- base: base skin mix + black + purple.
- a black pupil. Now if you want to do white corner - use Bleached bone in the corner then correct black pupil to give it a round shape.
- I did a contour of the eyes used the same dark brown-red mixture
- then I did 2-3 layers of gray color on the pupil until a white glare
- and at the end I highlited

   Finally I've decided to work on hair and I've done it by small strokes. I used a tone lighter than the base and applyed them "against the grain" - ftom below to the top. It's no matter to do these hairs too brighten - you can always glaze it by any transparent layer. After all I carefully restored purple shadows.

Horse's equipment.

   Next I painted all steel parts. I chose VMC Bronze green as a base for it, but you can take any paint you want with any tint. Or you can do a mix for steel by yoursef using gray + blue or green color. Tnere is onle one problem in this way - you have to remember these proportions to do the same color later or store this mix in separate jar.


What I did here:
1. Washed the base with dark brown and purple to numb the holes.
2. Applyed about two layers Bronze Green + VMC Medium grey restoring rings by flashing their lower parts.
2-a. Didn't forget about inner part of chainmail: there are three folds on each side. I didn't really smoothed it out, but it is necessary to do.

3. VMC Medium grey + white, then the final point of white. Highlights must increase from the top to the bottom, so I did white dots on the lower two rows of chainmail. Also I did a black-violet line between the chainmail and the blanket.

White blanket

1. Base: neutral GW Fortress grey. Then I added a little bit of purple and dark gray in the folds.
2. Now we have to draw lightening with a warm palette. I added Bleached bone to grey and did several layers until pure Bleached bone. And a little bit white for the final highlights.

Horse's armor  - steel.

1. Base: VMC Bronze green. First highlights: + VMC Silvergrey . It's the most long and boring stage :).
2. First shadows: VMC Bronze green + VMC German cam. black brown
3. Second shadows: VMC Bronze green + VMC German cam. black brown. + ... purple, of course! 
4. Second highlights: VMC Silvergrey + white until pure white highlight points.
Don't forget to paint all this pinks by the same way.

  After it I've painted some scratches and glazed all this parts by yellow - to do its warmer.
Scratches: I took a fairly diluted VMC Silvergrey (it is not pure white, almost gray) and did thin brush strokes in different directions and different lengths. Amount depends on personal taste. If I did some more stout -  I did a dark brown stroke right on it to create a deep scratche. After it I did some final very short strokes and points by pure white for "sparkling" corners and irregularities. If you did all this scratches too bright, you can glaze it.

Leather details

  Saddle and leather straps. Well, its are really not so important details here, so I didn't spend a lot of time for it. Base - VMC Black red, in the shade - brownish-purple tint, highlights - GW Red gore. And some easy freehand is only for training, because it will be under the cloak. Don't forget to paint all  straps and a girth.

Armor - gold parts

 1. Base - GW Scorched brown. Then two or three layers  from GW Scorched brown to GW Snakebite leather.
 2. Again two or three passes from GW Snakebite leather to GW Bubonic brown
 3. Tinted purple shadows by glazing.
 4. GW Bubonic brown with white to white single glare. You can hear that many artists do not put the white glare. My painting teacher told me the same thing - there is no white around. But we have 28 mm and some other laws, so I like to do white glares and contrast effects. You will decide this question by yourself.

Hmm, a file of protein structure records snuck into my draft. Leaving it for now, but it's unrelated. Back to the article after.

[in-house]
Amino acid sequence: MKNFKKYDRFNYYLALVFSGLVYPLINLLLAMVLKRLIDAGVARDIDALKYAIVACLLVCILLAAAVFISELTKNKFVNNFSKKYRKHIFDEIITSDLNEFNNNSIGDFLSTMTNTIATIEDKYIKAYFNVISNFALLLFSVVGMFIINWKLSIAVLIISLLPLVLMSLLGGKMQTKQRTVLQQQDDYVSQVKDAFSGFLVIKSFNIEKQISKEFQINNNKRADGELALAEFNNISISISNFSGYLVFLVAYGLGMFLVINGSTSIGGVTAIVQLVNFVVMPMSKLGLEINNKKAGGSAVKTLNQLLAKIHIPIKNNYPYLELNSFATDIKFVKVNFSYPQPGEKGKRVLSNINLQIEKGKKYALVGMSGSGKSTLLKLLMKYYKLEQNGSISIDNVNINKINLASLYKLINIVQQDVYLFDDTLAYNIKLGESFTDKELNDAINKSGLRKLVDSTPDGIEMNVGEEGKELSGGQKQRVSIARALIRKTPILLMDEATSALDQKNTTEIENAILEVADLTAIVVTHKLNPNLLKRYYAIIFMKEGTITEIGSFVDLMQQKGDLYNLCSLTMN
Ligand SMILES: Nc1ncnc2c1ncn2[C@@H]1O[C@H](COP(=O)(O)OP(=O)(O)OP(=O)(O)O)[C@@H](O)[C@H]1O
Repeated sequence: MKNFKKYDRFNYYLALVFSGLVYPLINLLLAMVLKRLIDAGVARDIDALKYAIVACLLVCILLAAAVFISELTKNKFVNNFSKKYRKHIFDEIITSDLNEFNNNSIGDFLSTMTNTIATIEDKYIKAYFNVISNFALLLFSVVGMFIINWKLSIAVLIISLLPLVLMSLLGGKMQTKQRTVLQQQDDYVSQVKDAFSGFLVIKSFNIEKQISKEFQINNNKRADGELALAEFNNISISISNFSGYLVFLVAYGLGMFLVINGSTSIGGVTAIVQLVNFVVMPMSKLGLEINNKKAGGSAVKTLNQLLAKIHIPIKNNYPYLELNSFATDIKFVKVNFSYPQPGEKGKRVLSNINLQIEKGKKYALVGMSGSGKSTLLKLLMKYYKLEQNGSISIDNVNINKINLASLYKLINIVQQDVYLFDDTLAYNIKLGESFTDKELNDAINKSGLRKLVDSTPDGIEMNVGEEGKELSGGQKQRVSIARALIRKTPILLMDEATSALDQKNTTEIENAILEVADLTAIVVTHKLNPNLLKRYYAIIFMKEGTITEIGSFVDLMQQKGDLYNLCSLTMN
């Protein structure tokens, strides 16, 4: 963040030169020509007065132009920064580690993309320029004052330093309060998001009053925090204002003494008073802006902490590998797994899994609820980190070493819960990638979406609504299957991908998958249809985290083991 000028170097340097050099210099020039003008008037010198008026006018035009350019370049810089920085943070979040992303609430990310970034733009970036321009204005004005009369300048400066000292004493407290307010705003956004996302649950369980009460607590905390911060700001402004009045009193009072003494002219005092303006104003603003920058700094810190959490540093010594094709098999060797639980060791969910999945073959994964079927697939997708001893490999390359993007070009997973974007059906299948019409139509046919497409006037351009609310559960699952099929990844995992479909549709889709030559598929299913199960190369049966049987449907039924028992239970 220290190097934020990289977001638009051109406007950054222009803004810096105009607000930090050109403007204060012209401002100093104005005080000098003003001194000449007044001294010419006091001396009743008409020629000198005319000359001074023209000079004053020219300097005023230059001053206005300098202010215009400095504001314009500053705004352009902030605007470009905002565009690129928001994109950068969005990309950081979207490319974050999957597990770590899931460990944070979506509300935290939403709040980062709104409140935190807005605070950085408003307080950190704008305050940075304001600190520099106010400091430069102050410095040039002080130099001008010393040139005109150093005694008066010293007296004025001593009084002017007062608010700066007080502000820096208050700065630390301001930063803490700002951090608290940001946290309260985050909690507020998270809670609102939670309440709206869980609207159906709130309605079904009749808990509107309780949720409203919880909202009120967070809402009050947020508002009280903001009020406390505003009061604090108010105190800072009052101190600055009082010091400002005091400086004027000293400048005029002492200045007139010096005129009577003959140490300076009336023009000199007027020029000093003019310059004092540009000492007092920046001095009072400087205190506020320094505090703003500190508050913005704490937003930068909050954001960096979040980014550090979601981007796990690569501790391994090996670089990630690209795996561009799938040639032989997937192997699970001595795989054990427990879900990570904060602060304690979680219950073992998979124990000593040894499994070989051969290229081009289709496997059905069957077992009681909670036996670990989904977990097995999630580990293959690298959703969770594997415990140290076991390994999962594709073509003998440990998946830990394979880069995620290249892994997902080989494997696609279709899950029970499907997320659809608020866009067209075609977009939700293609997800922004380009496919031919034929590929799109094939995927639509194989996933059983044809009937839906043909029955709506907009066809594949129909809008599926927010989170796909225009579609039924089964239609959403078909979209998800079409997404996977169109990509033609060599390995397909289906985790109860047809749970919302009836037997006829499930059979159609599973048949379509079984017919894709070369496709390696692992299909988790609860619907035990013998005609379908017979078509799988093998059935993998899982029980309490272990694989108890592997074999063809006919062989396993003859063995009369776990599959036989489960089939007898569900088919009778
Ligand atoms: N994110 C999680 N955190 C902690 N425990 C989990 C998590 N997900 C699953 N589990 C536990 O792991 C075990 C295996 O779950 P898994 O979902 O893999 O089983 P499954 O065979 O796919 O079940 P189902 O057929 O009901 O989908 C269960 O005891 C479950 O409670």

5. Well, and the final moment scratches.

 Here is a big pic where you can see more details...


1. Base - GW Graveyard earth
2. First shadow - 
GW Graveyard earth + purple
3. Second shadow (deeper in the gap between the bones) -
GW Graveyard earth + purple + VMC German cam.black brown
4. A couple of lightening GW Graveyard earth + GW Bleached bone to pure Bleached bone.

5. Fire: brown - red - orange - yellow - yellow-white. Hammer: steel is the same as we painted horse's armor. 
6. OSL (object sourse lighting). The main condition is that an object under OSL must be much lighter than everything. So I glazed all  Bleached bone around by GW Graveyard earth, but not to lose a sense of the bone. At the same time I glazed all lit places by white-yellow, yellow and  a little further away - orange. 


  To my mind, it's boring to paint simple bridle. So I've decided to use "dotting" technique. It's a pointillism technique in an art.  I think that everyone has a different way to paint it, I'll tell about my way. 
 1. Base - GW Red Gore, shadows - Red Gore + purple
 2. dots in shadowRed Gore + purple
everywhere - dots -  Red Gore
 4. everywhere, except shadows, - dots - Blood Red
 5. on a light parts - dots -  Blood Red + White
 6. very thin glazing all by mix of yellow, orange and Blood Red to the desired tint, strongly diluted in 2-3 layers to remove pink color. 

  7. repeate step 5 - the more lighter parts
  8. repeate step 6
and so on until the desired result. A good contrast between shadows and highlighted dots will give a sence of a shiny fabric.

   You can make any decorative edging or letters on this fabric. I did a lettering. But I didn't like it because it turned out unreadable. A reason (in my opinion) was in a poor contrast with a background and speckled texture background which "breaks" a perception. So I've returned all back.


   Leaves under the skeleton. I've decided don't use a bright green color (like Dark Angel Green and Snot green) because it seemed to me that it might be in conflict with our red and intercept focus. So I used GW Catachan green and GW Camo green.
   Ponytail. Base - black, pouring shades - purple, highlights - black with bleached bone.

And final pic:


  1. Very well done! Great begining of our blog!

  2. You done THIS... Сatch plusik;)

    1. Thanks :). You have your own good tutorial about bases. Would you publish it here?

    2. You know, I think it needs a complete rebuilt... including pictures and concepts...
      But, the turn of me, a little self-sculping dragon ;)